The Dark Night of the Traveller’s Soul

Greetings from Thailand!

I’ve just returned to Koh Phangan in the sunny south after a brief visit to see friends and explore the northern parts of the country. As I mentioned last week, with the borders still effectively closed to 99% of travellers, the government has been trying to stir up some domestic tourism, and I decided to indulge them and time my trip so that I could check out the famous Loi Krathong Festival in Chiang Mai.

While driving my motorbike along the winding roads and hills of northern Thailand, my mind was free to wander and I found myself reflecting on the dominant energy of the present, which seems to be chaos, panic, and discord. There is a great deal of unrest and unpredictability, and the times, they are a-changin’…it is a challenging time for an awful lot of people.

For travellers, this time is perhaps the metaphorical ‘Dark Night of the Soul’, a time of trial and tribulation where the end is not yet in sight, and perhaps unknowable altogether. It’s obvious that many of us are feeling stuck, lonely, and isolated, weary for a return to more normal and less-agitated times.

And for Canadians, I think November adds an extra literal-ness to the metaphor, as the darkness arrives earlier and earlier as we settle in for a long winter. For some in this community, this will be the first winter at home in Canada in quite some time, and for many others it will be the first without an opportunity for an escape to warmer climes.

However, it occurred to me that although the inability to escape the present situation is certainly not pleasant, it also reveals the limitations to the frame of travel as escape. Psychologically speaking, running away from is less rewarding than running toward, and I think creating the life we want and fulfilling our dreams is an act of creative imagination…much more a running toward than away.

There is of course nothing wrong with indulging or referring to travel as an escape, but I think there’s value in considering the limitations that entails and the negative frame that puts around our present situation. And I think for us as travellers, getting through this proverbial Dark Night will come down to focusing on or strengthening a few positive mental habits that will nourish our resilience.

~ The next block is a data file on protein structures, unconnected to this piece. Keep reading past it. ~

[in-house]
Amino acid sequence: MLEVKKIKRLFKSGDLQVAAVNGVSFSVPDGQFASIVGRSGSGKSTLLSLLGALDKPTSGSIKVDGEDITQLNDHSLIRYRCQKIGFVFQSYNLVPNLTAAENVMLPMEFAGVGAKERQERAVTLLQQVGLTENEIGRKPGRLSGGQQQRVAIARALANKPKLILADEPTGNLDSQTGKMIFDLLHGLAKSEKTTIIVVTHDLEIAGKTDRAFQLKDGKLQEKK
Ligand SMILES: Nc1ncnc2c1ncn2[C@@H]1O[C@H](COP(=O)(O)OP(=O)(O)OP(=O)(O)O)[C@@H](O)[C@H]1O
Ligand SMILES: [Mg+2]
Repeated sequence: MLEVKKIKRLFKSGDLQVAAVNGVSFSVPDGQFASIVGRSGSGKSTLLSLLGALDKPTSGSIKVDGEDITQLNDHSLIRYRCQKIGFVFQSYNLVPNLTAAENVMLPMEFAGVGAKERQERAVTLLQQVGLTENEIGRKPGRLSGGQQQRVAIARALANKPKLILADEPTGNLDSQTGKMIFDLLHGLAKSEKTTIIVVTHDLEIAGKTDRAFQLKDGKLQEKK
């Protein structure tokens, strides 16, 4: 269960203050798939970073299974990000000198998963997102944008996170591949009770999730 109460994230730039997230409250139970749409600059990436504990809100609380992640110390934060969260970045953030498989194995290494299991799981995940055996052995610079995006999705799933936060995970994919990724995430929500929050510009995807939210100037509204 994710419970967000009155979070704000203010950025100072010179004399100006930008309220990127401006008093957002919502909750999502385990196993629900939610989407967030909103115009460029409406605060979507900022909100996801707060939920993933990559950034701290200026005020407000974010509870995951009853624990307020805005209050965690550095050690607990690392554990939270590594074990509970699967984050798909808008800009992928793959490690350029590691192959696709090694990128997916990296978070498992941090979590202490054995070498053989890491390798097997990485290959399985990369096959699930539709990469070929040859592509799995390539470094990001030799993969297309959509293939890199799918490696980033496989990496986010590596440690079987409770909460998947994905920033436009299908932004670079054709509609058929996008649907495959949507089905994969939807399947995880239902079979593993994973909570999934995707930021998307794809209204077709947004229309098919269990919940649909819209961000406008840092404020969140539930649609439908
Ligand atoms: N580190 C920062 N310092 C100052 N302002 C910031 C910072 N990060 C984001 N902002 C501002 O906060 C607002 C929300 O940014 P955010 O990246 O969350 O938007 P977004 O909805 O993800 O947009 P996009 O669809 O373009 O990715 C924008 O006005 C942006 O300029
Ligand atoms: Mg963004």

First, we must cultivate a sense of mindfulness in the present, to avoid creating a gap of misery between our current state and the desired one when we are back on the road again. I think discovering beauty in the mundane and calmness in the routine is possible, and doing so is psychologically stabilizing. It is a function of directed attention, and to that end, it is a choice we all can make.

And I do not for a second think that discovering the grace notes in the here and now will make the thought of travel any less desirable; quite the opposite! A keener sense of observation and gratitude at home will lead to even greater joy and deeper reflection when our senses are alive in a new and foreign place.

Second, I think we must put some deliberate practice into the habit of optimistic thinking. This is no small feat in the current day and age, but I want to offer to you the idea that you need not accept the suggestions of the cynics, pessimists, and doomsday folk. Those groups often lay claim to the idea of ‘just being realistic’, yet there is nothing that says realism and optimism are mutually exclusive.

At the core of an optimistic mind is not an assertion that things out in the world will be ok, but rather that whatever happens, you will be ok. And in the context of our community here, I’d like to extend that to say we will be ok – we will keep our spirits up and eventually resume our exploring together.

And third, I think that crucial to riding out this challenging time is a refusal to give in to the feelings of isolation and loneliness. Pick up the phone and call a friend, write some letters or emails to people you haven’t been in touch with for a while, or join a webinar and chat with us while we dream about future adventures. We may be physically distanced, but we can still connect spiritually and emotionally, and support one another as we walk this road together.

All of these mental habits are best cultivated when in a state of relaxation, so I would also invite you to adopt or spend more time in whatever habit or activity relaxes you. Reading, walking, meditating, prayer…the seeds of resilience blossom in the mind that refuses to give into anxiety.

I am both aware and grateful that all this reflection was a gift from being able to travel a bit locally here, and I have a great deal of empathy for those of you who are feeling stuck where you are. I made a wish for us all during Loi Krathong in Chiang Mai…so hang in there and do reach out to connect if you find yourself feeling down.

Scroll to Top